The Hagstrom Report

Agriculture News As It Happens


Redskins’ Reed Doughty, Beekman Boys celebrate opening of USDA Farmers Market

As the signs show, the USDA Farmers Market accepts SNAP benefits through the electronic benefit transfer system and also distributes double value coupons for the purchase of vegetables. (Jerry Hagstrom/The Hagstrom Report)

PHOTO BELOW: Agricultural Marketing Service Administrator Anne Alonzo addresses the group gathered for the opening of the USDA Summer Farmers Market. At right is as Acting Deputy Secretary Michael Scuse. (Jerry Hagstrom/The Hagstrom Report)

Rain Friday forced the Agriculture Department to bring the opening of the USDA Summer Farmers Market into the patio of the Jamie Whitten headquarters building, but as Agricultural Marketing Service Administrator Anne Alonzo said, “A little rain does not dampen the enthusiasm of today’s celebration.”

Rain only proves, she added, that “vendors are vulnerable to and dependent on the weather.” She also noted that there are now 7,800 farmers markets nationwide and that AMS undertakes many activities to support them.

USDA was ostensibly celebrating its “community ties” with the farmers and merchants who sell every Friday in the USDA parking lot, but it broadened the experience to include Washington Redskins player Reed Doughty, who was promoting the National Football League’s “Fuel Up to Play 60” campaign founded with the National Dairy Council and USDA to encourage students to take command of their own health and eat better.

PHOTO BELOW: From left, Washington Redskins player Reed Doughty chats with Brent Ridge and Josh Kilmer-Purcell, the farm couple known as the Beekman Boys, who traveled from Sharon Springs, N.Y., to sell their books and food products at the USDA Farmers Market. (Jerry Hagstrom/The Hagstrom Report)

Doughty said he teaches his own children not to eat from vending machines and that healthy foods do not usually involve chips or soda pop. When his 2-year old son wakes up in the morning, he asks for “yo go,” meaning yogurt, he said.

Doughty noted that he grew up in a farming community and also said that in addition to playing football he hikes, fishes, rides and bikes with his sons.

After a workout, Doughty added, he drinks chocolate milk.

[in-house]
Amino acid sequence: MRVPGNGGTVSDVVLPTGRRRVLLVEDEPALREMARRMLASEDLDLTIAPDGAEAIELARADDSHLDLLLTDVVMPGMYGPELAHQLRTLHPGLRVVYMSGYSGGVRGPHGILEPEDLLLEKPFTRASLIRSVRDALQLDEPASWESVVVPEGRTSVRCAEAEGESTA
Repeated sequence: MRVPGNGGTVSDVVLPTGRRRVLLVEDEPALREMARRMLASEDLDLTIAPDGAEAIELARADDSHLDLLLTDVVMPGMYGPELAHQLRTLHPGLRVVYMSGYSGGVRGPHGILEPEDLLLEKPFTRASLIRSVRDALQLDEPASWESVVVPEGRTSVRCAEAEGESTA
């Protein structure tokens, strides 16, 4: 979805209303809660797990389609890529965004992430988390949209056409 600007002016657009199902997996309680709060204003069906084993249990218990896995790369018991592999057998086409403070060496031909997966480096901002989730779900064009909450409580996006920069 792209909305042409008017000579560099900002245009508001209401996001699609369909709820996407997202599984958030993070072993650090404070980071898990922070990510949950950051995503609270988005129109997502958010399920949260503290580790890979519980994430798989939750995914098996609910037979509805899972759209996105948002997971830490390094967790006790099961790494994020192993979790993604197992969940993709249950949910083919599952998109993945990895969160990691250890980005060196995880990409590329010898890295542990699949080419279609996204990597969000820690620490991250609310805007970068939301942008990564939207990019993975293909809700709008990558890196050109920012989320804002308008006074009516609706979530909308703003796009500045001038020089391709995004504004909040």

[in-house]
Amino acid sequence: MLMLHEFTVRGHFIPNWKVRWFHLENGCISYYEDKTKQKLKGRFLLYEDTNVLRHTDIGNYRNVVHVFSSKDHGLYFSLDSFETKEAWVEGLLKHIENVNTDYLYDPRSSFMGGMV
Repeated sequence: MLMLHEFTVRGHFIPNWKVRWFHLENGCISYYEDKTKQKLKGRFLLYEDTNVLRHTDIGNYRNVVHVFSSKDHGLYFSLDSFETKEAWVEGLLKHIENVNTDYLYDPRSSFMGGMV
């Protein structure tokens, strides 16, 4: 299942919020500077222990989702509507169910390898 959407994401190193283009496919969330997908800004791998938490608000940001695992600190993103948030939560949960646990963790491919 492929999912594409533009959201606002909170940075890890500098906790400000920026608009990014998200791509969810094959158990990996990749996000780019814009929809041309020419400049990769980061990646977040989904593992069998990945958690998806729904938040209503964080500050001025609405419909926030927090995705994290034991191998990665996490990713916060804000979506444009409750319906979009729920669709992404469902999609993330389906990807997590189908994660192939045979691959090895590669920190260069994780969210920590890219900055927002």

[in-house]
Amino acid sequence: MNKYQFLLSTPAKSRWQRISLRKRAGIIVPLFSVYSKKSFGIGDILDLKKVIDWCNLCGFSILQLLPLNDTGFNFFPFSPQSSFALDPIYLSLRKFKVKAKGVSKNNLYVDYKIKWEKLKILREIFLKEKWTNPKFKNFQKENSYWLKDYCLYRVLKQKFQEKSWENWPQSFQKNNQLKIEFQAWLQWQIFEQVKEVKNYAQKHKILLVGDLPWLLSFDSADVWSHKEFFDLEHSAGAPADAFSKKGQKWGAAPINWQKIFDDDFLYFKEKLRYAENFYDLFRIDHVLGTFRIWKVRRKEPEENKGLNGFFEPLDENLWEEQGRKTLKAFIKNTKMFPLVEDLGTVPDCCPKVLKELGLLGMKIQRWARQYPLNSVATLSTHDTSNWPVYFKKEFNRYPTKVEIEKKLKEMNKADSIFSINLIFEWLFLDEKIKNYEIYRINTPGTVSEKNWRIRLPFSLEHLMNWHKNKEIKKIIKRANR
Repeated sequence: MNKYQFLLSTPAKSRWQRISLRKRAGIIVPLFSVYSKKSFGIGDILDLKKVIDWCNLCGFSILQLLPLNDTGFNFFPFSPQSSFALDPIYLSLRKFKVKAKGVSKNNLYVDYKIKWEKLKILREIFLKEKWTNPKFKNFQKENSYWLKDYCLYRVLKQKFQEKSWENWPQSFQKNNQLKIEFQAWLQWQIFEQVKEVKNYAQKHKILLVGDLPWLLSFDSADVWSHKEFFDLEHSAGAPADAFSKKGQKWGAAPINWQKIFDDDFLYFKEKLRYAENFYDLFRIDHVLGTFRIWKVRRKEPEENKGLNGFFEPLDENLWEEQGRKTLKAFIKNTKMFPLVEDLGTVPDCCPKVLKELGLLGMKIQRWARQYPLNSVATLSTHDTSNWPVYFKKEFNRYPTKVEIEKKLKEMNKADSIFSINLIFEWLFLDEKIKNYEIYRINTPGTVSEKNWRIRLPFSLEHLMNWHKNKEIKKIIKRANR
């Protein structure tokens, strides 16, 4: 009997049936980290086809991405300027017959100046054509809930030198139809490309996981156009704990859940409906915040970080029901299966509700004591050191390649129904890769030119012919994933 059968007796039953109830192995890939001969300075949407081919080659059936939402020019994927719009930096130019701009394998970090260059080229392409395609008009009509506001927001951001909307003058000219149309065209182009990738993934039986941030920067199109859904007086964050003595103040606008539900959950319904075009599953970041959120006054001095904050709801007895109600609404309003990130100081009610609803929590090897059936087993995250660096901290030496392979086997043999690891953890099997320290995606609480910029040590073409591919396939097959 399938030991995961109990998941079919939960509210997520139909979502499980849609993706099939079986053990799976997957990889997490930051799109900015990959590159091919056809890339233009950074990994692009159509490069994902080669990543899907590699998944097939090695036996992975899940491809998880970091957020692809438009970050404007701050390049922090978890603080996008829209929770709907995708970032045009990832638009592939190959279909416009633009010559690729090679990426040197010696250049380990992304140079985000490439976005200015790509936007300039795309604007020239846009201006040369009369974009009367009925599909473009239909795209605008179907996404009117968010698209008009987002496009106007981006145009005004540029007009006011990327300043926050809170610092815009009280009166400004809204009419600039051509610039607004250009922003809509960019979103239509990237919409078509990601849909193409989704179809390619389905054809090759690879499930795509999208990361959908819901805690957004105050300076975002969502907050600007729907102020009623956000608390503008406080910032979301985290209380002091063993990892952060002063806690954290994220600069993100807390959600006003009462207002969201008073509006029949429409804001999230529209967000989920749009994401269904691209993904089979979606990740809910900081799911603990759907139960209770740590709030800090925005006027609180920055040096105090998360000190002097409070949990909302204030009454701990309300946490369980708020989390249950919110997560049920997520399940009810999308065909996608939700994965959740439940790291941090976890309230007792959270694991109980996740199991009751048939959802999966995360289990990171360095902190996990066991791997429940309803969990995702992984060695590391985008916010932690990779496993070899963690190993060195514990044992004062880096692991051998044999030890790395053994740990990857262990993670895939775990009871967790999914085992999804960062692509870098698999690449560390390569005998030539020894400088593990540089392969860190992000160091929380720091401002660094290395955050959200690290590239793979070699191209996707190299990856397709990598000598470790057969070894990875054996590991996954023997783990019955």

Alonzo also recognized Josh Kilmer-Purcell and Brent Ridge, a New York City couple who moved upstate to operate a farm and have become known nationally as The Fabulous Beekman Boys on a reality television show now showing on the Cooking Channel.

Kilmer-Purcell, a writer, and Ridge, a physician, had traveled to Washington to speak at USDA-LGBT Pride Observance, sponsored by Agriculture Secretary Tom Vilsack’s advisory group on lesbian, gay, bisexual and transgender issues.

That event was closed to the press, but they tweeted and noted on their Beekman Boys Facebook page that they had met Vilsack and talked about diversity and small farming. Their mission, according to their website, is “To prove that small farms can grow bigger than their fences.”

Like the rest of the farmers and merchants, the Kilmer-Purcell and Ridge later braved the rain to sell their line of food products in the parking lot. They also autographed copies of their books.

A wide range of products from plants to meats to baked goods were for sale. The USDA Summer Farmers Market is located next to the People’s Garden that Vilsack and former Deputy Secretary Kathleen Merrigan initiated. AMS employees also gave away kale plants, which they said had been grown on the roof of the USDA South Building. Before the Beltsville Agricultural Research Center was constructed, the employee noted, the South Building included a greenhouse.

The USDA Summer Farmers Market is held every Friday 10 a.m. to 2 p.m. through November 22, at the USDA parking lot at 12th Street and Independence Avenue SW, Washington.

The Dairy Cow, Smokey Bear, Woodsy Owl and the Fight Bac food safety character were on hand for the celebration to open the 2013 Farmers Market. (Jerry Hagstrom/The Hagstrom Report)